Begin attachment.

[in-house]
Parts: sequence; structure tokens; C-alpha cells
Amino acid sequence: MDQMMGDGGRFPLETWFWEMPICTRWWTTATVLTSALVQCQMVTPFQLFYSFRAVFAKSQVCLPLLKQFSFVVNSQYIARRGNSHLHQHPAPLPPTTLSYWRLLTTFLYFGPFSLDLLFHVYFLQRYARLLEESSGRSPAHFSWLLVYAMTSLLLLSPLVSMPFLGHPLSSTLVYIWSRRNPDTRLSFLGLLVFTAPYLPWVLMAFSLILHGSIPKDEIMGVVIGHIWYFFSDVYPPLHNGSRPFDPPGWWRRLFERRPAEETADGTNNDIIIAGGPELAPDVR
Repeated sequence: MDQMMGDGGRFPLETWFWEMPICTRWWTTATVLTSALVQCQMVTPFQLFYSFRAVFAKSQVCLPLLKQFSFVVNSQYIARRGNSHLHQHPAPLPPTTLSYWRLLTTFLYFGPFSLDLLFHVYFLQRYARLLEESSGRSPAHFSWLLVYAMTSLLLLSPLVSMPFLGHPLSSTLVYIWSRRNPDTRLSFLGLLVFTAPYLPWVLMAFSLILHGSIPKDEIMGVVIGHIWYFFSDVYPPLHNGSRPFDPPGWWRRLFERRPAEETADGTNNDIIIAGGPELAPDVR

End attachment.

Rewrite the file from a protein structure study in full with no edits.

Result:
[in-house]
Parts: sequence; structure tokens; C-alpha cells
Amino acid sequence: MDQMMGDGGRFPLETWFWEMPICTRWWTTATVLTSALVQCQMVTPFQLFYSFRAVFAKSQVCLPLLKQFSFVVNSQYIARRGNSHLHQHPAPLPPTTLSYWRLLTTFLYFGPFSLDLLFHVYFLQRYARLLEESSGRSPAHFSWLLVYAMTSLLLLSPLVSMPFLGHPLSSTLVYIWSRRNPDTRLSFLGLLVFTAPYLPWVLMAFSLILHGSIPKDEIMGVVIGHIWYFFSDVYPPLHNGSRPFDPPGWWRRLFERRPAEETADGTNNDIIIAGGPELAPDVR
Repeated sequence: MDQMMGDGGRFPLETWFWEMPICTRWWTTATVLTSALVQCQMVTPFQLFYSFRAVFAKSQVCLPLLKQFSFVVNSQYIARRGNSHLHQHPAPLPPTTLSYWRLLTTFLYFGPFSLDLLFHVYFLQRYARLLEESSGRSPAHFSWLLVYAMTSLLLLSPLVSMPFLGHPLSSTLVYIWSRRNPDTRLSFLGLLVFTAPYLPWVLMAFSLILHGSIPKDEIMGVVIGHIWYFFSDVYPPLHNGSRPFDPPGWWRRLFERRPAEETADGTNNDIIIAGGPELAPDVR